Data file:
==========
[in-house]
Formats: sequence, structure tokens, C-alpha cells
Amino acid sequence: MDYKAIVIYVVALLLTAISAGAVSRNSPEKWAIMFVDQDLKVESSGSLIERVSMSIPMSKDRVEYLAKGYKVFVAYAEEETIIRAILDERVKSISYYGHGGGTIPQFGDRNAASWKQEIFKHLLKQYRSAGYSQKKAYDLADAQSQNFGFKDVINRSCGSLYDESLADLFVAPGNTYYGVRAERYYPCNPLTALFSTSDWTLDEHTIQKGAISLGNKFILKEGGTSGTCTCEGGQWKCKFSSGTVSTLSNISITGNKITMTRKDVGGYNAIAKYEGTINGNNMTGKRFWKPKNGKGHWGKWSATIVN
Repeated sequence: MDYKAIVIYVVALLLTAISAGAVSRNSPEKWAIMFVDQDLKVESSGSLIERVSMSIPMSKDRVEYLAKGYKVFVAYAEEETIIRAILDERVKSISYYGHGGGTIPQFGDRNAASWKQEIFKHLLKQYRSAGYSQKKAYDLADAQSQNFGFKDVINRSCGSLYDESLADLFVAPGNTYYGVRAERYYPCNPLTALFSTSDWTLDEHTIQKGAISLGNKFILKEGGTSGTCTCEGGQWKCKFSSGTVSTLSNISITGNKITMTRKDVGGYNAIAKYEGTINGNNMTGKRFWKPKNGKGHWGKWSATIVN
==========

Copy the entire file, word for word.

[in-house]
Formats: sequence, structure tokens, C-alpha cells
Amino acid sequence: MDYKAIVIYVVALLLTAISAGAVSRNSPEKWAIMFVDQDLKVESSGSLIERVSMSIPMSKDRVEYLAKGYKVFVAYAEEETIIRAILDERVKSISYYGHGGGTIPQFGDRNAASWKQEIFKHLLKQYRSAGYSQKKAYDLADAQSQNFGFKDVINRSCGSLYDESLADLFVAPGNTYYGVRAERYYPCNPLTALFSTSDWTLDEHTIQKGAISLGNKFILKEGGTSGTCTCEGGQWKCKFSSGTVSTLSNISITGNKITMTRKDVGGYNAIAKYEGTINGNNMTGKRFWKPKNGKGHWGKWSATIVN
Repeated sequence: MDYKAIVIYVVALLLTAISAGAVSRNSPEKWAIMFVDQDLKVESSGSLIERVSMSIPMSKDRVEYLAKGYKVFVAYAEEETIIRAILDERVKSISYYGHGGGTIPQFGDRNAASWKQEIFKHLLKQYRSAGYSQKKAYDLADAQSQNFGFKDVINRSCGSLYDESLADLFVAPGNTYYGVRAERYYPCNPLTALFSTSDWTLDEHTIQKGAISLGNKFILKEGGTSGTCTCEGGQWKCKFSSGTVSTLSNISITGNKITMTRKDVGGYNAIAKYEGTINGNNMTGKRFWKPKNGKGHWGKWSATIVN